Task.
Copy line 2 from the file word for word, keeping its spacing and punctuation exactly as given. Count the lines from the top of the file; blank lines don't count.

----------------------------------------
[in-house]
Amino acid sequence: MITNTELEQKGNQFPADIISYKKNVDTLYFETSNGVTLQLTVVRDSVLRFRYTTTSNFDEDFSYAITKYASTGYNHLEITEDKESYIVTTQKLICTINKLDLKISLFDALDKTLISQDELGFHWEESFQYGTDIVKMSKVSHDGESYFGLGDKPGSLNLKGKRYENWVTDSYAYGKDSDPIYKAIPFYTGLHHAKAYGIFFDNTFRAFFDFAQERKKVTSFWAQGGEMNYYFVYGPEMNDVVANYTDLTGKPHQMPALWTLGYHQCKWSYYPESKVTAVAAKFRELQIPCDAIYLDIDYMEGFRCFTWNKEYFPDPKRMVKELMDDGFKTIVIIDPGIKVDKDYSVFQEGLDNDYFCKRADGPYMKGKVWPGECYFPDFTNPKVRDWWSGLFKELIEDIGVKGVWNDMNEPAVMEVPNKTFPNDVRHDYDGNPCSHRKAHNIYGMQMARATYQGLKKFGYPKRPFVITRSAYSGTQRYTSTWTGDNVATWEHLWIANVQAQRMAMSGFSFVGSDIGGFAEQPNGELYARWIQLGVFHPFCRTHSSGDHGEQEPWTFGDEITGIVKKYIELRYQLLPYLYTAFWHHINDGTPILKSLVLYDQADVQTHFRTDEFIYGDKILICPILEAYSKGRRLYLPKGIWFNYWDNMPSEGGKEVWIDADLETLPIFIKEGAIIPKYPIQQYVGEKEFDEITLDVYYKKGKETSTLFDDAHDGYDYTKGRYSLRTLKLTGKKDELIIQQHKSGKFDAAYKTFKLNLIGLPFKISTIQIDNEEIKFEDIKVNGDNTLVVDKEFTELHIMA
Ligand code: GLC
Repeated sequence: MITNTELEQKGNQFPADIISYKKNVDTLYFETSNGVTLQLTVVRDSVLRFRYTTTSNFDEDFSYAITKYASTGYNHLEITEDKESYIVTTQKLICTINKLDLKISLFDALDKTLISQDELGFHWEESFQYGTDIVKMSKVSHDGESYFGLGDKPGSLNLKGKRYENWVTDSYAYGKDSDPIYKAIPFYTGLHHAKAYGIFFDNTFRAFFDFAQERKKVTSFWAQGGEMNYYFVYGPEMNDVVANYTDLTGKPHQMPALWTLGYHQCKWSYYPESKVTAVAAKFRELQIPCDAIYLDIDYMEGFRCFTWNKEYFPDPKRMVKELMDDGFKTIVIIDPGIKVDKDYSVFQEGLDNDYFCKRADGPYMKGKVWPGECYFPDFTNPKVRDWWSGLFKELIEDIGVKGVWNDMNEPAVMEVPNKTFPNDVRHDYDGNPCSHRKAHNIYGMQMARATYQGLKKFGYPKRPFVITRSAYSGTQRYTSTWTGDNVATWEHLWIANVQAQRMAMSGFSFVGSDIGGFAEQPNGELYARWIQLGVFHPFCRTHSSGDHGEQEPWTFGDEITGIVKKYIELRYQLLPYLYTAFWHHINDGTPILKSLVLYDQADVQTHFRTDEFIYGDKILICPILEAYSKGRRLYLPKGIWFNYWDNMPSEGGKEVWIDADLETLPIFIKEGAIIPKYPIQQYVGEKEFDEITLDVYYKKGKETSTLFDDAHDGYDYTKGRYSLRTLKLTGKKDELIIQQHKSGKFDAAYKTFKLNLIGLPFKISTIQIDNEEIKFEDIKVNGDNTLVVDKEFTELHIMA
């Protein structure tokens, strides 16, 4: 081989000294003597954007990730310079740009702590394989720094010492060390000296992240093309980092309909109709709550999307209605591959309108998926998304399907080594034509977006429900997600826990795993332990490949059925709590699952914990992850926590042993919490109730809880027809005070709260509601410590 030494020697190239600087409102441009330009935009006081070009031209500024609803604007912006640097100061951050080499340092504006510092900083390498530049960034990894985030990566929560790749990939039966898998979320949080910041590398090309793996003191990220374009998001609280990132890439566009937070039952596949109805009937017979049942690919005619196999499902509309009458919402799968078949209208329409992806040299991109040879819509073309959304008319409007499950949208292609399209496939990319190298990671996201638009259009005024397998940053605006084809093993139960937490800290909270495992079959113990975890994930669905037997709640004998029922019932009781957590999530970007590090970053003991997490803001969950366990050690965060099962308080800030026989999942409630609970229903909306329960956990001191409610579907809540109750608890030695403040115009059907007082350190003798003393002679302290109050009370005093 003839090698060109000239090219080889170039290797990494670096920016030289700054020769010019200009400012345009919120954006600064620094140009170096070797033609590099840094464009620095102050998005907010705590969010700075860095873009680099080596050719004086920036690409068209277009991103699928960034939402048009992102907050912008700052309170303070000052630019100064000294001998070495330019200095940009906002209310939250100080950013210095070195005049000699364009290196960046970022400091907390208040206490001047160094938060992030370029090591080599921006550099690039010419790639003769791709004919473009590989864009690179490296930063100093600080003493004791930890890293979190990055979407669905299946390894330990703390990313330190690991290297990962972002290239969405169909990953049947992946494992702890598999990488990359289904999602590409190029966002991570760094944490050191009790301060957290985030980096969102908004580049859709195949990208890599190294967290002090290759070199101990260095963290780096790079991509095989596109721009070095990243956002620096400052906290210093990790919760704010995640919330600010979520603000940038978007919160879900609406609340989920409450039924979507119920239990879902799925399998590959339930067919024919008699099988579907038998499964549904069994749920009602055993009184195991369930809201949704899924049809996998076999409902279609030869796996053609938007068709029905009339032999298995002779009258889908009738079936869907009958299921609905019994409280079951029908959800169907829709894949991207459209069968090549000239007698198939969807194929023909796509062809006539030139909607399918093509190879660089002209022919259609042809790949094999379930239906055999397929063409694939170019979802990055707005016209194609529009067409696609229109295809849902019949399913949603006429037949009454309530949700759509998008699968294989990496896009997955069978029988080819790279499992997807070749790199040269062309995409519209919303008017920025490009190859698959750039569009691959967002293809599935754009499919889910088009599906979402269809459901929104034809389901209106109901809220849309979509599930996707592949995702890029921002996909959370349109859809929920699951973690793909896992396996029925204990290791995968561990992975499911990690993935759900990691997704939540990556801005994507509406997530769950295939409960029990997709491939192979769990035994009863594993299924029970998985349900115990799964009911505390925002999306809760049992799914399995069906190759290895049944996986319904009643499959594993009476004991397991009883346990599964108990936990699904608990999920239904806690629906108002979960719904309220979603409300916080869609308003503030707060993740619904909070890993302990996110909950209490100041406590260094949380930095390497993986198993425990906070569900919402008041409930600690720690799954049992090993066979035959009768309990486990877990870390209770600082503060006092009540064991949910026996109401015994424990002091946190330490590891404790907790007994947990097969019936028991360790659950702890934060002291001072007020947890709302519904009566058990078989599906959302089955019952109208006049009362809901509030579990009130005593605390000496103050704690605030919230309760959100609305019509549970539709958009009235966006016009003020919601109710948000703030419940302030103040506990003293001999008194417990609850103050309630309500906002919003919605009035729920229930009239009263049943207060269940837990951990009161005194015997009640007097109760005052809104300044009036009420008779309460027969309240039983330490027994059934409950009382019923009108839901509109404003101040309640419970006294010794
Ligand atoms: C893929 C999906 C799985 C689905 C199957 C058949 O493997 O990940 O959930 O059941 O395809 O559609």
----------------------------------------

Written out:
Amino acid sequence: MITNTELEQKGNQFPADIISYKKNVDTLYFETSNGVTLQLTVVRDSVLRFRYTTTSNFDEDFSYAITKYASTGYNHLEITEDKESYIVTTQKLICTINKLDLKISLFDALDKTLISQDELGFHWEESFQYGTDIVKMSKVSHDGESYFGLGDKPGSLNLKGKRYENWVTDSYAYGKDSDPIYKAIPFYTGLHHAKAYGIFFDNTFRAFFDFAQERKKVTSFWAQGGEMNYYFVYGPEMNDVVANYTDLTGKPHQMPALWTLGYHQCKWSYYPESKVTAVAAKFRELQIPCDAIYLDIDYMEGFRCFTWNKEYFPDPKRMVKELMDDGFKTIVIIDPGIKVDKDYSVFQEGLDNDYFCKRADGPYMKGKVWPGECYFPDFTNPKVRDWWSGLFKELIEDIGVKGVWNDMNEPAVMEVPNKTFPNDVRHDYDGNPCSHRKAHNIYGMQMARATYQGLKKFGYPKRPFVITRSAYSGTQRYTSTWTGDNVATWEHLWIANVQAQRMAMSGFSFVGSDIGGFAEQPNGELYARWIQLGVFHPFCRTHSSGDHGEQEPWTFGDEITGIVKKYIELRYQLLPYLYTAFWHHINDGTPILKSLVLYDQADVQTHFRTDEFIYGDKILICPILEAYSKGRRLYLPKGIWFNYWDNMPSEGGKEVWIDADLETLPIFIKEGAIIPKYPIQQYVGEKEFDEITLDVYYKKGKETSTLFDDAHDGYDYTKGRYSLRTLKLTGKKDELIIQQHKSGKFDAAYKTFKLNLIGLPFKISTIQIDNEEIKFEDIKVNGDNTLVVDKEFTELHIMA